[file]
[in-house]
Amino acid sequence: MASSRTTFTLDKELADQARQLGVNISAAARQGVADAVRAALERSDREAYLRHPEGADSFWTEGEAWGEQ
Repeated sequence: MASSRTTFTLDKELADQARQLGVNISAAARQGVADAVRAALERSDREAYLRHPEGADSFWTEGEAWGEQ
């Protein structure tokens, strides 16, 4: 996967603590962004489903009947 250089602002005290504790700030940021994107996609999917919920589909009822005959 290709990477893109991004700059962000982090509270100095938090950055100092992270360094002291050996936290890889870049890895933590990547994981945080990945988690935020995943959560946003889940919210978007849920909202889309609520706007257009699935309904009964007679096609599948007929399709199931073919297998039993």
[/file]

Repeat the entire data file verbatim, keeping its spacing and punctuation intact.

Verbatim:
[in-house]
Amino acid sequence: MASSRTTFTLDKELADQARQLGVNISAAARQGVADAVRAALERSDREAYLRHPEGADSFWTEGEAWGEQ
Repeated sequence: MASSRTTFTLDKELADQARQLGVNISAAARQGVADAVRAALERSDREAYLRHPEGADSFWTEGEAWGEQ
């Protein structure tokens, strides 16, 4: 996967603590962004489903009947 250089602002005290504790700030940021994107996609999917919920589909009822005959 290709990477893109991004700059962000982090509270100095938090950055100092992270360094002291050996936290890889870049890895933590990547994981945080990945988690935020995943959560946003889940919210978007849920909202889309609520706007257009699935309904009964007679096609599948007929399709199931073919297998039993």